Patients with circulating anti-glomerular basement membrane (GBM) antibodies and significant renal damage have a dismal prognosis for kidney survival. It was unclear whether using an endopeptidase that cleaves circulating and kidney-bound IgG can improve the prognosis. A phase 2a one-arm investigator-driven trial (EudraCT 2016–004082–39) was conducted in 17 hospitals across five European nations. About 15 people with circulating anti-GBM antibodies and an eGFR of 15 ml/min per 1.73m^2 were given a single dose of 0.25 mg/kg imlifidase. All patients underwent normal cyclophosphamide and corticosteroid therapy, although plasma exchange was only performed if autoantibodies rebounded. At 6 months, the key objectives were safety and dialysis independence.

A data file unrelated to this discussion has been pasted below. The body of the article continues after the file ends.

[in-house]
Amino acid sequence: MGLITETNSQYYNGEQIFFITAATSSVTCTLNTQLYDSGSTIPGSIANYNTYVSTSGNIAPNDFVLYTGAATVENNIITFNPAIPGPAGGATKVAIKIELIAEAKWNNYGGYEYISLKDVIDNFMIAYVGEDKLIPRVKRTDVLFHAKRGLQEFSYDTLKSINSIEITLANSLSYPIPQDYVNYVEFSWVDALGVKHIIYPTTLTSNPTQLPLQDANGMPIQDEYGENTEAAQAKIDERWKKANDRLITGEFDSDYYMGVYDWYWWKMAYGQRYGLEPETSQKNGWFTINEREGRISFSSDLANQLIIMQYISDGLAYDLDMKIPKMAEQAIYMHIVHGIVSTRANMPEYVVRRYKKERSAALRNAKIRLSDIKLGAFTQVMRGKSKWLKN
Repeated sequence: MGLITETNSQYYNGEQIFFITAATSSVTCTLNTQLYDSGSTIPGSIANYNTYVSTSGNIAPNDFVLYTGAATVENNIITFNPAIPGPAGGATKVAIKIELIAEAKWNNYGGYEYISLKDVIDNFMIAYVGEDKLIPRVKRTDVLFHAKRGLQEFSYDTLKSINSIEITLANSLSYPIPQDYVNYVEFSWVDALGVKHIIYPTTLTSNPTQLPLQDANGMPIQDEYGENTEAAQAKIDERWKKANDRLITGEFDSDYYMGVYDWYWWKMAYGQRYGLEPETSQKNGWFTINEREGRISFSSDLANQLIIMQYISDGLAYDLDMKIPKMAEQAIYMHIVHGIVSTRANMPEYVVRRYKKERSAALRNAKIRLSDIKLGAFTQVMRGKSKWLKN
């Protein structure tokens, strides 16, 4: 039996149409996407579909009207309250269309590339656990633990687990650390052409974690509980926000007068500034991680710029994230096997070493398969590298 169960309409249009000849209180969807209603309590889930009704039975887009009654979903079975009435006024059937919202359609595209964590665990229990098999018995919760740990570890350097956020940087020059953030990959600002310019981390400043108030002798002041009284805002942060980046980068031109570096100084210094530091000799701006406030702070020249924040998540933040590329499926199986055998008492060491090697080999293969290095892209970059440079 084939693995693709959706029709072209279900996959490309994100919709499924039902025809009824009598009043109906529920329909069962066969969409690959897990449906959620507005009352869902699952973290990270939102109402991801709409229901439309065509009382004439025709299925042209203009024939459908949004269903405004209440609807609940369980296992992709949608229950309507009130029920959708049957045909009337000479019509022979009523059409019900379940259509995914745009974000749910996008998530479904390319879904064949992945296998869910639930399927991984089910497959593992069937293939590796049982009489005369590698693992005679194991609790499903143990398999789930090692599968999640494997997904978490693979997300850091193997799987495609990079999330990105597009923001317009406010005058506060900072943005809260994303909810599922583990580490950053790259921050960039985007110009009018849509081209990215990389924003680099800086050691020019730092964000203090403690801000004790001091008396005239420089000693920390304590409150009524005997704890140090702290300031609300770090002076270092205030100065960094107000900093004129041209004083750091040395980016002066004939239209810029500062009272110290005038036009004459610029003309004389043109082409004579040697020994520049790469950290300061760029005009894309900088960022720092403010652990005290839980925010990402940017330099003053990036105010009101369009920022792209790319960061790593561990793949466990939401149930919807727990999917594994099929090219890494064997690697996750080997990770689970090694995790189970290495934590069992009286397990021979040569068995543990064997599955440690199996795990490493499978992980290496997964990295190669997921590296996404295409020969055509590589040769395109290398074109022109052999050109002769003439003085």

About 10 patients were dialysis-dependent at the time of inclusion, while the remaining five had eGFR values ranging from 7 to 14 ml/min per 1.73m^2. The median age was 61 years (range 19–77), 6 were female, and 6 had anti-neutrophil cytoplasmic antibodies. Then, 6 hours after receiving imlifidase, all patients exhibited anti-GBM antibody levels that were below the reference range of a prespecified test. At 6 months, 67% (10 out of 15) were dialysis-free. It was considerably greater than the 18% (9 out of 50) in a previous control cohort (P<0.001, Fisher’s exact test). There were 8 major adverse events (including one death) reported, none of which were determined to be certainly or potentially connected to the study medication. The use of imlifidase was related to a superior outcome in the pilot investigation compared to previous publications, with no serious safety problems, but the findings needed to be verified in a randomized controlled trial.